Prior to Unplugging SWIFT Banking Services to Iran, Real Estate Was Hot Asset by Local Investors
Forget about Iran's nuclear bomb threat news for a moment along with SWIFT global banking services discontinuing money transfer services with Iranian banks this weekend; real estate is center stage right now in that country of 74 million residents. Developers and investors are rushing to buy or build new apartment complexes or other residential rental properties as a hedge against a fast-rising inflation rate.
Iranians are hunting for a fixed asset, such as real estate, to protect their portfolios. They sense the value of their money is dropping quickly as never before.
Property owners fear that even if they sell their homes or apartments today at an inflated price, they may still be unable to build or buy comparable lodging later when the inflation rate once again may double or triple today's levels.
The best estimates from the World Bank and other global financial research sources place Iran's current inflation rate at 20 percent to 25 percent, up from about 14 percent in 2009. Economic sanctions by the U.S. and other countries are causing Iran's rial to fall through the basement.
For example: One Iranian Rial equals 0.0000819226 US Dollars as of March 16, 2012, according to the World Bank. And one million rials would only equal about $82 U.S. Neighboring Saudi Arabia is a little better off. There, 3.75 Saudi Riyals equal $1 U.S.
The rush to real estate follows Iran government's tough stand in recent weeks on its current currency situation.
When the government saw its citizens reacting to the new sanctions by buying more gold, U.S. dollars and euros, it clamped down hard. Officials made investors wait months to buy gold. The government now has restricted currency trades to government-run exchange bureaus. The bureaus offer unfavorable rates, another incentive for Iranians to turn to real estate.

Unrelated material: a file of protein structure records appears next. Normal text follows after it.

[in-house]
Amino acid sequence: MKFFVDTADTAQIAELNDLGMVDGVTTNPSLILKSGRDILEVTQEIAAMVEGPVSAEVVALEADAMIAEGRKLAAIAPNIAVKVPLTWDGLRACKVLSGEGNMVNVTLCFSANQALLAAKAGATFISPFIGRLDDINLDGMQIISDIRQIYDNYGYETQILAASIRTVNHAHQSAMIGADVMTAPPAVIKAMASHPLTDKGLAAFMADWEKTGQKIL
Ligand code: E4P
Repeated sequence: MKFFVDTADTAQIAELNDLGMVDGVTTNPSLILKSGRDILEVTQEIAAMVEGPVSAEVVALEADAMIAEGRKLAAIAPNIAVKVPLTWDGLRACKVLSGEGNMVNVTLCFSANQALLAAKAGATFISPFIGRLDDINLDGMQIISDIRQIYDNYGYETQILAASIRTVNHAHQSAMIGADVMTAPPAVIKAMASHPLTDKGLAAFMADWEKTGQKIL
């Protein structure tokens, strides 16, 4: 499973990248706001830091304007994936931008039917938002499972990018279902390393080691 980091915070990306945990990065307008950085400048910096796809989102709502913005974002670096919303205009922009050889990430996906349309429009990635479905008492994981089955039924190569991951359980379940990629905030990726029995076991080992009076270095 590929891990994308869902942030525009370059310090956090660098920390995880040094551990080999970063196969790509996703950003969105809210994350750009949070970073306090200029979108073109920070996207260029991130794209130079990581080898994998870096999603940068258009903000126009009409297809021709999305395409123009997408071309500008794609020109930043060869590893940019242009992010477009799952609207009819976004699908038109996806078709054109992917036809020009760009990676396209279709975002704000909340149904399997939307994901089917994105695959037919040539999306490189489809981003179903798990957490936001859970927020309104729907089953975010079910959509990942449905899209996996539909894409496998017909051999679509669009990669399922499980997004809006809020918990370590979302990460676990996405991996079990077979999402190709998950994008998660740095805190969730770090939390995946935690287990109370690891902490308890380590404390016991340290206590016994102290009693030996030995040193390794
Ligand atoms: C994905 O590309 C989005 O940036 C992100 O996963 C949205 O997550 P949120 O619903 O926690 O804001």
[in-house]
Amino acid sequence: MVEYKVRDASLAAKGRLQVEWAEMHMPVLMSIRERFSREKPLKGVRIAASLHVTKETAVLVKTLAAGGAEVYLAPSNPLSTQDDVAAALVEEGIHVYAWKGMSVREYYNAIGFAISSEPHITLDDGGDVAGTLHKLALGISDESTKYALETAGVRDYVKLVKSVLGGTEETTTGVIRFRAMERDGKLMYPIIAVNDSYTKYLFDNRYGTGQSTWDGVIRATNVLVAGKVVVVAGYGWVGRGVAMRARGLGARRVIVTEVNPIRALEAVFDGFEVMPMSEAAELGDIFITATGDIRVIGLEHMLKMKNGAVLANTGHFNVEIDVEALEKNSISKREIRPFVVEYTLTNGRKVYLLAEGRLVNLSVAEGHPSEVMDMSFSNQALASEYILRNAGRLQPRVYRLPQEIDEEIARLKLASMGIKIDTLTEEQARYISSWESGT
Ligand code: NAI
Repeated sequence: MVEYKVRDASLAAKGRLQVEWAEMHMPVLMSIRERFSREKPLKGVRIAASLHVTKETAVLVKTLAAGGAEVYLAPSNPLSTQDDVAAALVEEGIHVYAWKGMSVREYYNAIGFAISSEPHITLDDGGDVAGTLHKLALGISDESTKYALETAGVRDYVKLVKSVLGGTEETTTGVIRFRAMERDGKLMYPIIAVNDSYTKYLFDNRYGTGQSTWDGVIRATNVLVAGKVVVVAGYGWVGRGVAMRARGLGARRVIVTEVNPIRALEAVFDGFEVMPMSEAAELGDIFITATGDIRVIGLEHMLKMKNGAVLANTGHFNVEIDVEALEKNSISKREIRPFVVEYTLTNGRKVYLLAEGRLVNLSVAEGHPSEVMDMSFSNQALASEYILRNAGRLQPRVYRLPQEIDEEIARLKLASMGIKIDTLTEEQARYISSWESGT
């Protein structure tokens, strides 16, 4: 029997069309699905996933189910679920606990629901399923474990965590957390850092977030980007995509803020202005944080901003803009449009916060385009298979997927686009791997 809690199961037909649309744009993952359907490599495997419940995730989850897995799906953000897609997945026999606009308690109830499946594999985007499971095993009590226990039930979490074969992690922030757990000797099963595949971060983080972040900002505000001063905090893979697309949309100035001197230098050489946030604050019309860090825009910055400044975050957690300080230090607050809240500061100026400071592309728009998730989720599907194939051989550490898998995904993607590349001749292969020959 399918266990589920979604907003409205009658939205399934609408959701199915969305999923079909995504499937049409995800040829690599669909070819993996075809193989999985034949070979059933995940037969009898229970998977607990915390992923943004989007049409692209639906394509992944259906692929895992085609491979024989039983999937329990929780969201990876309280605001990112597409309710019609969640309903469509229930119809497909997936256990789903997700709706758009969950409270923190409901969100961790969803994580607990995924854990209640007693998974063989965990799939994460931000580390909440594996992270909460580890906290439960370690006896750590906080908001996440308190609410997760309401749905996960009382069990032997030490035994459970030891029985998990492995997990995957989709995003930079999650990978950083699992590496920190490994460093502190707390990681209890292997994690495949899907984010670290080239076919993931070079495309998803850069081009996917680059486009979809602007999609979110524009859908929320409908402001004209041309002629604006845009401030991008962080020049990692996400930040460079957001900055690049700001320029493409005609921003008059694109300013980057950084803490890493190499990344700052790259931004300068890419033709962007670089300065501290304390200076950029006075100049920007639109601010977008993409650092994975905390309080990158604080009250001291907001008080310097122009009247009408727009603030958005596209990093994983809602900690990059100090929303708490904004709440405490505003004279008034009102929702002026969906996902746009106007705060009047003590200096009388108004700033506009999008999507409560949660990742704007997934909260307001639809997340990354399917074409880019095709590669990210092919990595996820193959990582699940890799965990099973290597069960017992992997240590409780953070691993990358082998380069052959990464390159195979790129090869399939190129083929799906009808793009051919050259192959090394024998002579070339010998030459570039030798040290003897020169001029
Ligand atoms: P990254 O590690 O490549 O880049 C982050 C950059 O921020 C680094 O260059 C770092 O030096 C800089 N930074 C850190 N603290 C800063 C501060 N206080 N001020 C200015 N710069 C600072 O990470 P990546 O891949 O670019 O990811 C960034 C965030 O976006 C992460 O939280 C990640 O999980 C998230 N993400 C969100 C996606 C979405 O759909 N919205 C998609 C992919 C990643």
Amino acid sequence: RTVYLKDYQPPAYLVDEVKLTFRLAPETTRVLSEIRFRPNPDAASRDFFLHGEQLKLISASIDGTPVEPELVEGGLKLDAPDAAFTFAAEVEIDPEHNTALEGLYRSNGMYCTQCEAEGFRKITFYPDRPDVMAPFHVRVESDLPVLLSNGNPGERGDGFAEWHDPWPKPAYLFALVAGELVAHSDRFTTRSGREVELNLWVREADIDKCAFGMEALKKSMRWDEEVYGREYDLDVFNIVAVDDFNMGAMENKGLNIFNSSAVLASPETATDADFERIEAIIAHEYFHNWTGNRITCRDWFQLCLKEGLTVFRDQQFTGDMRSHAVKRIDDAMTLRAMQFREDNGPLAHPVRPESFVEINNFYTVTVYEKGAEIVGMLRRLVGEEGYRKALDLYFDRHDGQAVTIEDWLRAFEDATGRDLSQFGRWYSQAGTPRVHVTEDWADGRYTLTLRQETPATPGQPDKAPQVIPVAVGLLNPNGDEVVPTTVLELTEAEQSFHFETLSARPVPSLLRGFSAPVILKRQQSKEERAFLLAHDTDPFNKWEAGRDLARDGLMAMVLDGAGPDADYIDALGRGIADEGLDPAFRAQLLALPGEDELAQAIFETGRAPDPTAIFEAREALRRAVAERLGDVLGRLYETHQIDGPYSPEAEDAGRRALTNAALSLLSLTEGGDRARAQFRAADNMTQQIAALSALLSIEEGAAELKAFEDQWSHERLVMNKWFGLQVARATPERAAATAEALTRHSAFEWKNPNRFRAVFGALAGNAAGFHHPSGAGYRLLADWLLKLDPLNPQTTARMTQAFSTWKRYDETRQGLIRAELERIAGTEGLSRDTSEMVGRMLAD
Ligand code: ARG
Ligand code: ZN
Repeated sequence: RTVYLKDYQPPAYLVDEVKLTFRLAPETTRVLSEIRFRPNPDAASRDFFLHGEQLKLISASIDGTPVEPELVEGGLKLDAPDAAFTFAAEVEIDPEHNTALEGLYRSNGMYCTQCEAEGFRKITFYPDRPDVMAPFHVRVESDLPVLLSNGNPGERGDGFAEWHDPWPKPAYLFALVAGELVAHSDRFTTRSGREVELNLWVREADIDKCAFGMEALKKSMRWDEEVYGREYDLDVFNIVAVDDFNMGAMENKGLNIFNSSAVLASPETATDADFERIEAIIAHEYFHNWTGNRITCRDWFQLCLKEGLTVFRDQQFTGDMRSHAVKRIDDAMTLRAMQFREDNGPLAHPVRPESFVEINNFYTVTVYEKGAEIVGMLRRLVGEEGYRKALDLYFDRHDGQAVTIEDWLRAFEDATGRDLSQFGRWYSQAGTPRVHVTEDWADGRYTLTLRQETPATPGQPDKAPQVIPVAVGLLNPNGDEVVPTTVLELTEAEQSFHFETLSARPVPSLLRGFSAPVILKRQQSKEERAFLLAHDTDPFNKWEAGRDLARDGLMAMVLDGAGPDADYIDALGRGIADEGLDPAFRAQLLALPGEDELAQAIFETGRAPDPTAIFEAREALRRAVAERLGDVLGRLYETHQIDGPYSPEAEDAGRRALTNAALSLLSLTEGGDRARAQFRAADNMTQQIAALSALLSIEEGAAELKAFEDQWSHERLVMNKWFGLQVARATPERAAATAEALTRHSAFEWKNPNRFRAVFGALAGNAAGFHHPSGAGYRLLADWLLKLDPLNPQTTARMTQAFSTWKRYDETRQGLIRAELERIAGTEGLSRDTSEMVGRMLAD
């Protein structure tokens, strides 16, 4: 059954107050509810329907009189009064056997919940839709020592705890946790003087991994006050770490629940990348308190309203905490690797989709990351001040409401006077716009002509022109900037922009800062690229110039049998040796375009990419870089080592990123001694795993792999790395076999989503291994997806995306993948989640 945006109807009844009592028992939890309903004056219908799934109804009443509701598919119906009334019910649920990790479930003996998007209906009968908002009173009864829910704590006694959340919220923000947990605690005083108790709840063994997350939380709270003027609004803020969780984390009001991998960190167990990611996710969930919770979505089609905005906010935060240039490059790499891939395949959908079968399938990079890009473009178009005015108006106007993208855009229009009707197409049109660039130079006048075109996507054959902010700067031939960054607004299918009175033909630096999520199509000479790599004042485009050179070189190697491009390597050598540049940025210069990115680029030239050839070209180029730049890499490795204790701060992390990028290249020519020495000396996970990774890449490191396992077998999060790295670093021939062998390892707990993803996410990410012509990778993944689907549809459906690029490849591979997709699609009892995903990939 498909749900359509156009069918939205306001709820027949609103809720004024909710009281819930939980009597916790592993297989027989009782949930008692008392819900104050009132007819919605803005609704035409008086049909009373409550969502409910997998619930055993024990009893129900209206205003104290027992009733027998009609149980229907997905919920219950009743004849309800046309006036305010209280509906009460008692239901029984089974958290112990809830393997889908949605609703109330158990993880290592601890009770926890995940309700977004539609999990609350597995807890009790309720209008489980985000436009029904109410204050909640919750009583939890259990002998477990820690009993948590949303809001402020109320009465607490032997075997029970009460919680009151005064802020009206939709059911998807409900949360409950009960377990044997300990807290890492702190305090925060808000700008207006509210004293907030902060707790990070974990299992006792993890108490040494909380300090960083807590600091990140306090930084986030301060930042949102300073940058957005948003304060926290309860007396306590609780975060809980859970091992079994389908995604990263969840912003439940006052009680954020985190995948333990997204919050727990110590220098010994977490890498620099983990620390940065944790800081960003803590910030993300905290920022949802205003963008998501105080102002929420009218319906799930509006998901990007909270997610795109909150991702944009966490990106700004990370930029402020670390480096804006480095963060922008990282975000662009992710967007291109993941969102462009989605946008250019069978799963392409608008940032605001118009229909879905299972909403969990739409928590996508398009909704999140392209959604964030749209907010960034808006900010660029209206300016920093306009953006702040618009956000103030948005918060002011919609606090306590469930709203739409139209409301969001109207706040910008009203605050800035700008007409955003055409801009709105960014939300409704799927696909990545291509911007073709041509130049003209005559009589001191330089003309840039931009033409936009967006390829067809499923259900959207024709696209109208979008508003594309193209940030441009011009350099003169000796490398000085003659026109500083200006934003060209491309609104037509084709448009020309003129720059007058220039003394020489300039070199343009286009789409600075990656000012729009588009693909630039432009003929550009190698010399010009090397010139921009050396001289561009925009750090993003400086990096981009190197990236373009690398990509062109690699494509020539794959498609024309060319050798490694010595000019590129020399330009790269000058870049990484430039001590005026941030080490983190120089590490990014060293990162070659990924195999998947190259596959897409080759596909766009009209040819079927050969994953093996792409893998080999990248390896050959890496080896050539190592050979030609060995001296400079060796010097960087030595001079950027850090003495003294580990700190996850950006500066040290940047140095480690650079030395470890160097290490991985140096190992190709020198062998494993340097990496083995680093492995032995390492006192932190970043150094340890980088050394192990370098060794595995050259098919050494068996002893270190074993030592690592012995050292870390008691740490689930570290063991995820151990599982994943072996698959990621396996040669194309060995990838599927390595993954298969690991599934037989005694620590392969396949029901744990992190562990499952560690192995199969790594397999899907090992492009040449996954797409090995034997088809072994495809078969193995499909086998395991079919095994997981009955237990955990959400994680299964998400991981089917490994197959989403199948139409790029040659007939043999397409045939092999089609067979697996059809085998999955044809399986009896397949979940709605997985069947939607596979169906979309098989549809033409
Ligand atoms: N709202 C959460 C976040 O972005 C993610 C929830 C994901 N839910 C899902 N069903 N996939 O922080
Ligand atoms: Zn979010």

But even in the real estate sector, the government is moving quickly. It has barred the resale of homes within a year, hoping that move will curb property speculation. Demand is now coming from long-term buyers instead of speculators who pushed prices up before 2008.
Construction always has been one of the most important sectors in Iran accounting for 20 percent to 50 percent of total private investment in urban areas and one of the prime investment targets of affluent Iranians, according to the most recent white papers published on that country's economy.
Building permits issued in Tehran jumped 87 percent in the June-August 2011 period from a year earlier.
Residential prices have risen at least 15 percent in the past three months. An apartment in Tehran is now more than twice as expensive as one in wealthier Istanbul.
The average cost of residential property per square meter in Tehran is about 20 million rials ($1,600). One square meter is 10.76391 square feet. That would make it about $150 per square foot. Using those numbers, a 2,000-square-foot house or apartment, for example, might cost $300,000 to buy.
In northern Tehran, prices in some areas are rising about 150 million rials per square meter, an increase of almost 20 percent over the last 12 months. Raw material, labor and transportation costs are soaring to highs rarely seen in this country.
The central bank has allowed the rial to depreciate by 8.5 percent against the dollar. That has pushed prices higher, adding to the impact of the government's phasing out of subsidies on fuel and food.
Tehran's last housing boom was in 2007 and early 2008, when high oil prices spread money through the economy and banks offered loans at rock-bottom interest rates. Then real estate prices plunged more than 30 percent from the summer of 2008 to mid-2009 when the global economic crisis drove oil prices down.
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